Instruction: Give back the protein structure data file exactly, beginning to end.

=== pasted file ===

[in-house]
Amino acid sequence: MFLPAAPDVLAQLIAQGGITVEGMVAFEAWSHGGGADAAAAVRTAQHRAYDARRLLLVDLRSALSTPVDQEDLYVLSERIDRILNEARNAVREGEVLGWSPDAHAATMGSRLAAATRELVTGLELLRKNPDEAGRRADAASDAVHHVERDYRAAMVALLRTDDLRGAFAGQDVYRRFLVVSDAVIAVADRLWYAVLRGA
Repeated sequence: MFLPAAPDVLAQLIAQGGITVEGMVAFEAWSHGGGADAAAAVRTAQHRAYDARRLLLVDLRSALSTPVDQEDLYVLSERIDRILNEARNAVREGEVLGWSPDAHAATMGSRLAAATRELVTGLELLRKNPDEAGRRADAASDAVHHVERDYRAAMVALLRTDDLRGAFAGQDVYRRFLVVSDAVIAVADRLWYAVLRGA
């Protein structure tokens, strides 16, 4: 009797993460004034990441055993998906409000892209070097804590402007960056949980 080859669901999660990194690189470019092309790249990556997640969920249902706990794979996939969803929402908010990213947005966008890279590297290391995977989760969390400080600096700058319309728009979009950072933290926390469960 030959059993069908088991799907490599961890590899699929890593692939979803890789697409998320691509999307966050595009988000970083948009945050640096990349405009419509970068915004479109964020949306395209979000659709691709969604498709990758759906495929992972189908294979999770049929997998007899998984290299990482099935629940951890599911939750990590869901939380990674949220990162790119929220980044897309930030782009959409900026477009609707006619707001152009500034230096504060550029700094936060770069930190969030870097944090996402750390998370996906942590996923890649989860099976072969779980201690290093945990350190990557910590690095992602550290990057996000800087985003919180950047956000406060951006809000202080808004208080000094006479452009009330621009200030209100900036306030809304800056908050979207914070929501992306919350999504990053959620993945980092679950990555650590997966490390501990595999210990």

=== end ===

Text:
[in-house]
Amino acid sequence: MFLPAAPDVLAQLIAQGGITVEGMVAFEAWSHGGGADAAAAVRTAQHRAYDARRLLLVDLRSALSTPVDQEDLYVLSERIDRILNEARNAVREGEVLGWSPDAHAATMGSRLAAATRELVTGLELLRKNPDEAGRRADAASDAVHHVERDYRAAMVALLRTDDLRGAFAGQDVYRRFLVVSDAVIAVADRLWYAVLRGA
Repeated sequence: MFLPAAPDVLAQLIAQGGITVEGMVAFEAWSHGGGADAAAAVRTAQHRAYDARRLLLVDLRSALSTPVDQEDLYVLSERIDRILNEARNAVREGEVLGWSPDAHAATMGSRLAAATRELVTGLELLRKNPDEAGRRADAASDAVHHVERDYRAAMVALLRTDDLRGAFAGQDVYRRFLVVSDAVIAVADRLWYAVLRGA
């Protein structure tokens, strides 16, 4: 009797993460004034990441055993998906409000892209070097804590402007960056949980 080859669901999660990194690189470019092309790249990556997640969920249902706990794979996939969803929402908010990213947005966008890279590297290391995977989760969390400080600096700058319309728009979009950072933290926390469960 030959059993069908088991799907490599961890590899699929890593692939979803890789697409998320691509999307966050595009988000970083948009945050640096990349405009419509970068915004479109964020949306395209979000659709691709969604498709990758759906495929992972189908294979999770049929997998007899998984290299990482099935629940951890599911939750990590869901939380990674949220990162790119929220980044897309930030782009959409900026477009609707006619707001152009500034230096504060550029700094936060770069930190969030870097944090996402750390998370996906942590996923890649989860099976072969779980201690290093945990350190990557910590690095992602550290990057996000800087985003919180950047956000406060951006809000202080808004208080000094006479452009009330621009200030209100900036306030809304800056908050979207914070929501992306919350999504990053959620993945980092679950990555650590997966490390501990595999210990």